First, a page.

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Boise State focuses on student-athletes' mental health due to the uncertainty of sports during a pandemic

Boise State is one of only about 60 universities around the country that have an in-house mental health clinician embedded within their sports department.

BOISE, Idaho — There has been plenty of uncertainty for Boise State student-athletes in 2020. Canceled seasons have led to canceled games, and in some cases, that has meant canceled careers.

When you consider the amount of time student-athletes pour into their respective crafts, and the current absence of routines they've grown so accustomed to in college, Boise State has placed an emphasis on a specific area of health. Mental health.

"The importance of mental health, that's always been important, obviously, but in the midst of a pandemic, more so than it ever has been before," said Boise State director of athletic performance and psychology Stephanie Donaldson.

Boise State has 18 varsity athletic programs. Each of them has now had their schedules altered due to COVID-19.

Back in March, the spring sports season was postponed and then ultimately canceled altogether. Then on August 10, the Mountain West Conference indefinitely postponed their fall sports season, and just recently, the NCAA pushed back the beginning of the basketball season.

So how is Donaldson helping student-athletes process all of this?

"There's a lot of talk that centers around, quite honestly, a grief and loss experience. When we think about grief and loss, we think about a single event that happens, like a death," Donaldson explained. "These student-athletes are grieving the loss of a season. With seniors, it could be the loss of their last season. So it's so much more, and it's also how it plays into their identity and their sense of self and self-esteem. It's the complex scenario that we're working on."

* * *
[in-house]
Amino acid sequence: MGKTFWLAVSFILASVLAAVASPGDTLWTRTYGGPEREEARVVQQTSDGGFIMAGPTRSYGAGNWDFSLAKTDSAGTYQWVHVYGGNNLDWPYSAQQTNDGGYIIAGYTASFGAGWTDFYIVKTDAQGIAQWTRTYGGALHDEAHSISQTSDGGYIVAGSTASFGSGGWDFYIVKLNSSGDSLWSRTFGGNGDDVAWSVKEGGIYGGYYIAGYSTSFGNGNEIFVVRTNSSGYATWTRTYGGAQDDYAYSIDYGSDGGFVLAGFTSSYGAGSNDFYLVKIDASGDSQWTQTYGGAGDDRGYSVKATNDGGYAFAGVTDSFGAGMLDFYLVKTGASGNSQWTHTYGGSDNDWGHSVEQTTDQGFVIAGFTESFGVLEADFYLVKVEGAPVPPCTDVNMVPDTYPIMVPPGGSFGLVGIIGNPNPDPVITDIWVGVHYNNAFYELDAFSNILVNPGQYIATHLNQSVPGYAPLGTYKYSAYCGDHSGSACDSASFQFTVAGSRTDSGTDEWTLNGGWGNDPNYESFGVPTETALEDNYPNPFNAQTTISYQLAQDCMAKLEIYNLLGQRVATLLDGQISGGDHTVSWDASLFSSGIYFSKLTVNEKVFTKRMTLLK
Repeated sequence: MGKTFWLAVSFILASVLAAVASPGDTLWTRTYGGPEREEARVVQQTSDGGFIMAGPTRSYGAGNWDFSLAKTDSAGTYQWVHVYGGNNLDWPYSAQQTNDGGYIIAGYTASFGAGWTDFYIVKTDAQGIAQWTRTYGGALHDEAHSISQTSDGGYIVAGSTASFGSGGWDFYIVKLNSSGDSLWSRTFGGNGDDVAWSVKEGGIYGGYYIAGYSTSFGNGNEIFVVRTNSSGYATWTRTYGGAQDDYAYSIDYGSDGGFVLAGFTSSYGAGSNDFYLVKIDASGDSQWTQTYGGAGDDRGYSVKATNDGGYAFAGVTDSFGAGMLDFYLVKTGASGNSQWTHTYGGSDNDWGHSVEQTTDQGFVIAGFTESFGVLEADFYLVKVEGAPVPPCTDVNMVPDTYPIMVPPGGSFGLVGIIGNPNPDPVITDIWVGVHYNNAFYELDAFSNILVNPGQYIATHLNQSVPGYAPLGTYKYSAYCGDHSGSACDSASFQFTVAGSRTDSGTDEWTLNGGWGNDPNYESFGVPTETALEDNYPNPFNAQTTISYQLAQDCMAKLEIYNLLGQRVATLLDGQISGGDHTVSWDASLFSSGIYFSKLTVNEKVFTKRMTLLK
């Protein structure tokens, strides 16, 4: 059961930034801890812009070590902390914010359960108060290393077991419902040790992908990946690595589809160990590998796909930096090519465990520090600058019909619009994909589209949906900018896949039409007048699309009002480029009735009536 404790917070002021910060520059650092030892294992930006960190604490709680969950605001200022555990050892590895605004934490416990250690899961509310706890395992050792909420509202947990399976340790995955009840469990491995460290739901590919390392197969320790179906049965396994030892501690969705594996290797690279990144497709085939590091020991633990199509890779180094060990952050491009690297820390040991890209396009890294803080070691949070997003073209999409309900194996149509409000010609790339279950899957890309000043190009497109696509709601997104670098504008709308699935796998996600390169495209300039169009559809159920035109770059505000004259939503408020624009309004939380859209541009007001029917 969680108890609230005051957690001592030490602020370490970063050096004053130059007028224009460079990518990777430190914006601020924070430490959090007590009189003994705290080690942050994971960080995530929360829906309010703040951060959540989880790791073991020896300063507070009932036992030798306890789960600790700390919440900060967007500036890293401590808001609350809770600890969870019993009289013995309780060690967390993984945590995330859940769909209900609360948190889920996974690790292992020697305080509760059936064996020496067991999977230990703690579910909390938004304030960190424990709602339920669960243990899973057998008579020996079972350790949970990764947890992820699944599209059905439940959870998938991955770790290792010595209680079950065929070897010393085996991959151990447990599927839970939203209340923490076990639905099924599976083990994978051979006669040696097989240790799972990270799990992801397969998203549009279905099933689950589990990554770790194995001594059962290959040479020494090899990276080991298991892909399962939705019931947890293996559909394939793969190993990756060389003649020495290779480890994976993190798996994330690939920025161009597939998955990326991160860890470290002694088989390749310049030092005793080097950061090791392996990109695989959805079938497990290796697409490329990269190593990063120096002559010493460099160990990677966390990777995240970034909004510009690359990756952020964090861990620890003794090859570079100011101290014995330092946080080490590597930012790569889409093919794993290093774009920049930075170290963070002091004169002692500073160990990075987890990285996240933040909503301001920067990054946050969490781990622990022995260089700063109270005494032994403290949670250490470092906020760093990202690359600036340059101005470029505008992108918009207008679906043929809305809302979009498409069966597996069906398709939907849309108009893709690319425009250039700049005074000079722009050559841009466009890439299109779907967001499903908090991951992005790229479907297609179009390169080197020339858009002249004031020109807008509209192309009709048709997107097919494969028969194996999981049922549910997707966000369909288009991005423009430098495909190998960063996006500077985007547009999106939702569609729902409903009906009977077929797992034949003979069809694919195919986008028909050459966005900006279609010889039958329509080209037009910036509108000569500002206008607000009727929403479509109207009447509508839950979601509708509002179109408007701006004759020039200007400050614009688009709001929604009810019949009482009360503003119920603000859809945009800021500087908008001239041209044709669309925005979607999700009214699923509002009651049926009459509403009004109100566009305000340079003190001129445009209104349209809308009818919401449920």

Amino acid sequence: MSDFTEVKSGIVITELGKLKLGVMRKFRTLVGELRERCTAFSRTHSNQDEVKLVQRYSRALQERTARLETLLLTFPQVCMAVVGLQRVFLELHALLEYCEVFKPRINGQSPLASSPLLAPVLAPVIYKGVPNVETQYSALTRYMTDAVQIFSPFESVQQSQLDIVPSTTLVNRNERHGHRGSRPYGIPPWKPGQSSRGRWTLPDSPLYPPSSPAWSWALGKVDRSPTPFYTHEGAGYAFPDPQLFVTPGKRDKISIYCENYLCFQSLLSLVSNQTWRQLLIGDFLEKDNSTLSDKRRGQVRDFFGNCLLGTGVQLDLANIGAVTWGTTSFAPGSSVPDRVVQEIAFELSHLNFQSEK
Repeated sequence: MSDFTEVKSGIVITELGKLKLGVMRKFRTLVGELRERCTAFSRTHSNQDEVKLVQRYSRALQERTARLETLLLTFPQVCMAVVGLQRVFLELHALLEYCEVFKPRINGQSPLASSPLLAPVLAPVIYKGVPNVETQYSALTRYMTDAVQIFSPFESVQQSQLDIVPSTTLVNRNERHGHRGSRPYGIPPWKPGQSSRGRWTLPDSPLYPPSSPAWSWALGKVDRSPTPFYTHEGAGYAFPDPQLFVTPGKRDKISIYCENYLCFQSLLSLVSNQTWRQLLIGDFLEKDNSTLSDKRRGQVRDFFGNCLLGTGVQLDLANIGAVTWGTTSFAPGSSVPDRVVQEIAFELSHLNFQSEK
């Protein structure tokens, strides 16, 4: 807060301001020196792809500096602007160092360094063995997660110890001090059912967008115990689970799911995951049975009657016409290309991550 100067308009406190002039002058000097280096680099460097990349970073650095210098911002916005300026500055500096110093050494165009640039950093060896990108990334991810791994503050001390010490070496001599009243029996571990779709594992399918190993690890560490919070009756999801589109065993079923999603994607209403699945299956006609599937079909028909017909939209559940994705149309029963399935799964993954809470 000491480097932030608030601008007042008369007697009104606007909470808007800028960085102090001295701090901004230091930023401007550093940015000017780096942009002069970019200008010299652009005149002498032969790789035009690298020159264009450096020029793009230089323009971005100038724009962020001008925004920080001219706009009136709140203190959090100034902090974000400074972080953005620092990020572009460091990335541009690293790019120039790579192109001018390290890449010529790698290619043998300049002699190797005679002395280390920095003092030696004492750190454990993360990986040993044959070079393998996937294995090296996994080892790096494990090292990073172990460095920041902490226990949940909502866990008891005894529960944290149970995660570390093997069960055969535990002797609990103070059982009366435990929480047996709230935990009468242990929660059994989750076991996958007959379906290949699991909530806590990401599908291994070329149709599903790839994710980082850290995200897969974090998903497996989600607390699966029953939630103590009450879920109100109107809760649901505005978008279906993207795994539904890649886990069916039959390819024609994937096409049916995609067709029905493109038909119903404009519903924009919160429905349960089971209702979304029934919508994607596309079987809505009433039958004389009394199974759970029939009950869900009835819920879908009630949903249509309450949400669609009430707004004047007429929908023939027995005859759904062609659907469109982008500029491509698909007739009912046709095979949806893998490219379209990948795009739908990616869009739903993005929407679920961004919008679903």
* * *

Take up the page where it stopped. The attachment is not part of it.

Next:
Boise State hired Donaldson almost two years ago for these specific needs. 

While mental health is becoming more of a focus across intercollegiate athletics, only approximately 60 universities around the country have an in-house mental health clinician embedded within sports, according to Donaldson.

"It's something that really early on, Boise State was in the front leading," said Donaldson. "They made it a priority to have a mental health clinician within the athletic department."

RELATED: Boise State football to return this fall, play 8-game Mountain West schedule

Even for someone trained to deal with the mental strain, Donaldson is quick to admit that the pandemic has tested her practices in many ways. Normally she can meet with student-athletes face-to-face in her office, which is located near campus. At the moment though, in-person communication has transitioned into telehealth and Zoom calls.

"We all like routines and schedules and to know what to expect and there is a lot of uncertainty," Donaldson said. "It's been a good lesson for me, being flexible and learning to just kind of roll with it. Being able to reflect that, and show the student-athletes that, and then watch them do it as well, has been a really neat thing to see."

The uncertainty that began to fester back in March due to COVID-19 still looms over many within the athletic program.

So as student-athletes continue to navigate through unforeseen times, Donaldson is doing her best to provide them a path forward.

"With grief and loss, there's a typical cycle that you work through. But not only is this a loss that we're dealing with, it's an ambiguous loss," stated Donaldson. "It's just an ongoing uncertain scenario.

"While it can seem like kind of a fatalistic approach to it to talk about grief and loss, it's not. It's helping your brain kind of categorize and organize what's happening," Donaldson added. "I think the most important thing is just to talk about it and to help student-athletes have words for the emotions that they're feeling. That's so important because when we keep it inside and we don't know how to label it, we can feel powerless. But when we're able to label our emotions and work through it and talk about it, it's more powerful and were able to find new ways to cope and move forward."